A legendary TV presenter has been making his way across the vistas of Cumbria as part of a cycling and painting tour of Great Britain.

Timmy Mallett, best known for presenting children's programmes Wacaday and The Wide Awake Club, makes and sells paintings on his fine art website Mallett's Pallette, and is attempting to paint a picture a day on 100-day-long journey.

He has kept fans updated on social media and encouraged them to say hello if they spot him, which shouldn't be difficult as Timmy, 66, is known for his bold and striking clothes and will be wearing some colourful attire and riding on a multi-coloured bike.  

Timmy had a break in Penrith before heading down to seek inspiration on the shores of Windermere, posting: "I made my way to Windermere and set off in a downpour through Bowness to the Hawkshead ferry.

"As I arrived the rain lifted and the mountains steamed with mist. The lake was still as a millpond. It was sublime."

The Westmorland Gazette: WEATHER: Timmy on the shores of WindermereWEATHER: Timmy on the shores of Windermere

He was minded of one of the country's greatest artists when crossing Windermere on the ferry: "Lint, the retired age assistant on the ferry suggested the lookout as I came off the ferry.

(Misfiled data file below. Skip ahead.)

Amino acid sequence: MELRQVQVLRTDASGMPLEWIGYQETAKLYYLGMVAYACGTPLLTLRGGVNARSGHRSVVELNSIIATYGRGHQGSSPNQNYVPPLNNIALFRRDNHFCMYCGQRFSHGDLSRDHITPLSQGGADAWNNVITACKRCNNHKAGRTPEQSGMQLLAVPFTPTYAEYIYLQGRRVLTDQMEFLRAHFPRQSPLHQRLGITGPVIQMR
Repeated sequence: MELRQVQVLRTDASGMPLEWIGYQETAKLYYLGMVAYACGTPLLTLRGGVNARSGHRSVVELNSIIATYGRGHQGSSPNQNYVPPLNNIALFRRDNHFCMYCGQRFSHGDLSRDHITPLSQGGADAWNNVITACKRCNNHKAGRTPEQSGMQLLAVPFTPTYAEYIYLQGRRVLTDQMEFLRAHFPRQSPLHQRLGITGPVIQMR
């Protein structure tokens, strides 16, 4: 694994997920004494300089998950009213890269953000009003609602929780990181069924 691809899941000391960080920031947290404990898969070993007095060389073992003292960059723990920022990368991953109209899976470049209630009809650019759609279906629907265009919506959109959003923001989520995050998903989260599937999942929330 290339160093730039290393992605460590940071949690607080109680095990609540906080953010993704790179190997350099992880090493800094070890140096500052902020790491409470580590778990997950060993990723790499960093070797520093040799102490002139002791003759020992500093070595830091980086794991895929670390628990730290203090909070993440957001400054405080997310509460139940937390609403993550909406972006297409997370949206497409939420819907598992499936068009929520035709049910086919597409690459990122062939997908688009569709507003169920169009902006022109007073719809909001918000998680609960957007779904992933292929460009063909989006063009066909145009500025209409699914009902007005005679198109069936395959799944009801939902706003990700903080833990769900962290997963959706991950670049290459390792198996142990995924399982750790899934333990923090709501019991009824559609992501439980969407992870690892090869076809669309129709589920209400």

"It's a bizarre Victorian creation. An empty ruin with picturesque windows to admire the views. Turner would have loved it."

One person commented: "Not the right weather for any polka dot bikinis!", referring to Timmy's 1990 chart hit.

Timmy spoke in glowing terms of the scenery as he cycled the far side of the lake towards Newby Bridge and Cartmel.

"I cycled the far side of the lake in perfect pedalling conditions," he said. "Cool, overcast, traffic-free, and everywhere signs of England growing in the spring warmth.

"Ferns poking through the thick moss on the dry stone walls, vibrant rhododendrons, and vivid wisteria. 

"All afternoon through thick deep green lanes.

"Like cycling through Narnia.

"I came through Newby bridge and into the Cartmel lane.

"Fields of sheep, low Lakeland fells and suddenly the ancient priory came into view.

"Built in the 12th century by that great Englishman, the Knight William Marshall, it's a place of pilgrimage.

"I decided to end the day here and absorb this region of Morecambe Bay."

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